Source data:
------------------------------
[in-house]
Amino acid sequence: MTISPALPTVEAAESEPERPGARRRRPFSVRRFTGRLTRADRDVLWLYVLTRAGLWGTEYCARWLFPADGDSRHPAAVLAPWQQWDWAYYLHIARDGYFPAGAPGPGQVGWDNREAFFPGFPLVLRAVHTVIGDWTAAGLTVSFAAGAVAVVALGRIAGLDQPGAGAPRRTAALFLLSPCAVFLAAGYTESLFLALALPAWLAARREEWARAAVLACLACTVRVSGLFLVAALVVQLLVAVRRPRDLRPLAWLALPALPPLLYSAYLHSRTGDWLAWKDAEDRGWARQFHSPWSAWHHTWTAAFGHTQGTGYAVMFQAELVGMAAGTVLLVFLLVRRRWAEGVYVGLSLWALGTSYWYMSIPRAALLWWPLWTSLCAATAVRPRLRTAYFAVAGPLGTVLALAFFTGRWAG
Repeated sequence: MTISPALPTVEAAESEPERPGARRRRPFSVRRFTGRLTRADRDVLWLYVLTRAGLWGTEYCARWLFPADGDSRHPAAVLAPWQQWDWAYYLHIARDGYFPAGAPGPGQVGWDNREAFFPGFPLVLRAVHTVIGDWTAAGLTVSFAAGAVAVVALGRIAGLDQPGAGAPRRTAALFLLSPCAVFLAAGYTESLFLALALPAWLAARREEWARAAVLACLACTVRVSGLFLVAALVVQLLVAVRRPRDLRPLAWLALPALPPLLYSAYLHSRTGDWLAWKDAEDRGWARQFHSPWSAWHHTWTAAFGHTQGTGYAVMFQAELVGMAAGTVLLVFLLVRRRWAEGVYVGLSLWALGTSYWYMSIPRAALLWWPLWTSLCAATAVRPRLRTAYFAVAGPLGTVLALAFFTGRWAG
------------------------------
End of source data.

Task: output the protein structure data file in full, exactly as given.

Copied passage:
[in-house]
Amino acid sequence: MTISPALPTVEAAESEPERPGARRRRPFSVRRFTGRLTRADRDVLWLYVLTRAGLWGTEYCARWLFPADGDSRHPAAVLAPWQQWDWAYYLHIARDGYFPAGAPGPGQVGWDNREAFFPGFPLVLRAVHTVIGDWTAAGLTVSFAAGAVAVVALGRIAGLDQPGAGAPRRTAALFLLSPCAVFLAAGYTESLFLALALPAWLAARREEWARAAVLACLACTVRVSGLFLVAALVVQLLVAVRRPRDLRPLAWLALPALPPLLYSAYLHSRTGDWLAWKDAEDRGWARQFHSPWSAWHHTWTAAFGHTQGTGYAVMFQAELVGMAAGTVLLVFLLVRRRWAEGVYVGLSLWALGTSYWYMSIPRAALLWWPLWTSLCAATAVRPRLRTAYFAVAGPLGTVLALAFFTGRWAG
Repeated sequence: MTISPALPTVEAAESEPERPGARRRRPFSVRRFTGRLTRADRDVLWLYVLTRAGLWGTEYCARWLFPADGDSRHPAAVLAPWQQWDWAYYLHIARDGYFPAGAPGPGQVGWDNREAFFPGFPLVLRAVHTVIGDWTAAGLTVSFAAGAVAVVALGRIAGLDQPGAGAPRRTAALFLLSPCAVFLAAGYTESLFLALALPAWLAARREEWARAAVLACLACTVRVSGLFLVAALVVQLLVAVRRPRDLRPLAWLALPALPPLLYSAYLHSRTGDWLAWKDAEDRGWARQFHSPWSAWHHTWTAAFGHTQGTGYAVMFQAELVGMAAGTVLLVFLLVRRRWAEGVYVGLSLWALGTSYWYMSIPRAALLWWPLWTSLCAATAVRPRLRTAYFAVAGPLGTVLALAFFTGRWAG